August 18, 2003

Fellow journalists accused U.S. troops of negligence

More bitter evidence on the lack of credibility in "US
mainstream news media," none of them have been killed
by US fire in Iraq...Who has been killed
*accidentally* by US forces in Iraq? Reuters
correspondents, Al-Jazeera correspondents...Reuters,
of course, is a UK-owned news service of remarkable
professionalism in contrast to AP, etc. in the US; and
Al-Jazeera is, well, Al-Jazeera...It is a very sad,
disturbing trend...Bravo to SeeBS for running the
story on the airwaves back home here in Oceania...

Reporters: U.S. Troops Negligent
BAGHDAD, Aug. 18, 2003

Fellow journalists accused U.S. troops of negligence
in the shooting death of a Reuters cameraman, saying
it was clear the victim was a newsman when soldiers on
two tanks opened fire. Press advocacy groups called
for an investigation.

Mazen Dana, 43, was shot and killed by U.S. soldiers
Sunday while videotaping near a U.S.-run prison on the
outskirts of Baghdad. The U.S. Army said its soldiers
mistook his camera for a rocket-propelled grenade

Press advocacy groups Reporters Without Borders and
the U.S.-based Committee to Protect Journalists
demanded a full investigation into the shooting.

Reporters Without Borders urged Defense Secretary
Donald H. Rumsfeld to conduct an "honest, rapid"
investigation. The group also noted that there have
been isolated cases in which soldiers in Iraq have
been hostile to the news media.

"Such behavior is unacceptable and must be punished.
It is essential that clear instructions and calls for
caution are given to soldiers in the field so that
freedom of movement and work of journalists is
accepted in Iraq," the group said in a statement.

The film Dana shot showed a tank driving toward him.
Six shots were heard, and the camera appeared to tilt
forward and drop to the ground after the first shot.

Dana was working outside the Abu Ghraib prison after a
mortar attack there Sunday in which six prisoners were
killed and about 60 wounded. Witnesses said Dana was
dressed in civilian clothes.

"We were all there, for at least half an hour. They
knew we were journalists. After they shot Mazen, they
aimed their guns at us. I don't think it was accident.
They are very tense. They are crazy," said Stephan
Breitner of France 2 television.

Breitner said soldiers tried to resuscitate Dana but

A U.S. military official said on condition of
anonymity that American soldiers saw Dana from a
distance and mistook him for an Iraqi guerrilla, so
they opened fire. When the soldiers came closer, they
realized Dana was a journalist, the official said.

"This is clearly another tragic incident, it is
extremely regrettable," Central Command spokesman Sgt.
Maj. Lewis Matson said.

Dana's driver, Munzer Abbas, said Dana had got out of
the car when he saw the tanks approaching.

"We saw a tank, 50 meters away. I heard six shots and
Mazen fell to the ground. One of the soldiers started
shouting at us, but when he knew we were journalists,
he softened. One of the soldiers told us they thought
Mazen was carrying a rocket-propelled grenade," said

"There were many journalists around. They knew we were
journalists. This was not an accident," he said.

Reuters quoted soundman Nael al-Shyoukhi, who was with
Dana, as saying that the U.S. soldiers "saw us and
they knew about our identities and our mission.

"After we filmed we went into the car and prepared to
go when a convoy led by a tank arrived and Mazen
stepped out of the car to film. I followed him and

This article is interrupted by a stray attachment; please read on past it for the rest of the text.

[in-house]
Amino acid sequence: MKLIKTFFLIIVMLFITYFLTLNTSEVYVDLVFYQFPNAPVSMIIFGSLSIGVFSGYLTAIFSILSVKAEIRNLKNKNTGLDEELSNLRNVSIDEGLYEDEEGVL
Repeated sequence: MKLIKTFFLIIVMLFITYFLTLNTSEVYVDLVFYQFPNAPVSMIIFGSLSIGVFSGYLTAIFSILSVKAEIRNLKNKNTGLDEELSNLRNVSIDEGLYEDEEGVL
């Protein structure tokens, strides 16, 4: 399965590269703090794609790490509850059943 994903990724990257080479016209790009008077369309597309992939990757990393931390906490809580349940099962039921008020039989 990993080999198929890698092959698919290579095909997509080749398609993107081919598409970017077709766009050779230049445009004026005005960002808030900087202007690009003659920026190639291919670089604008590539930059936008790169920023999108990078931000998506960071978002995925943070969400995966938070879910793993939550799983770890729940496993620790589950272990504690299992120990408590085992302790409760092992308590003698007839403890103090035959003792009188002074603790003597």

Mazen walked three to four meters (yards). We were
noted and seen clearly," al-Shyoukhi said.

"A soldier on the tank shot at us. I lay on the
ground. I heard Mazen and I saw him scream and
touching his chest.

"I cried at the soldier, telling him you killed a
journalist. They shouted at me and asked me to step
back and I said 'I will step back but please help,
please help and stop the bleed."'

He said they tried to help him but Dana was bleeding

"Mazen took a last breath and died before my eyes."

At the Reuters headquarters in Baghdad, the mood was
gloomy, and journalists from different organizations
converged to express condolences. Dana's camera lay on
the floor in the editing room.

"Mazen was one of Reuters' finest cameramen and we are
devastated by his loss. He was a brave and an award
winning journalist who had worked in many of the
world's hotspots," said Stephen Jukes, Reuters' global
head of news, in a statement.

Dana's death brings to 13 the number of journalists
who were killed in Iraq since the start of the war on
March 20. Two Independent Television News journalists,
cameraman Fred Nerac of France and translator Hussein
Osman of Lebanon, have been missing since shooting
incident March 22 in southern Iraq in which
correspondent Terry Lloyd was killed.

An outspoken critic of the Israeli government's
treatment of journalists, Dana was honored by the
Committee to Protect Journalists with an International
Press Freedom Award in November 2001 for his work
covering conflict in his hometown of Hebron in the
West Bank. He was shot at least three times in 2000,
according to the citation on the group's web site.

Dana was married and had four children.

"Words and images are a public trust and for this
reason I will continue with my work regardless of the
hardships, even if it costs me my life," Dana said
after accepting the award.

"He was committed to covering the story wherever it
was and he was an inspiration to friends and
colleagues at Reuters and throughout the industry,"
Jukes said.

Abbas, the driver, recalled how Dana was telling
al-Shyoukhi of the war stories he had covered over the

"He said he wanted to take a shot of the prison from a
house with a vantage point. Nael told him to be
careful because of the Americans. Mazen said he wasn't
too worried as long as they don't shoot him."

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Posted by richard at August 18, 2003 11:27 AM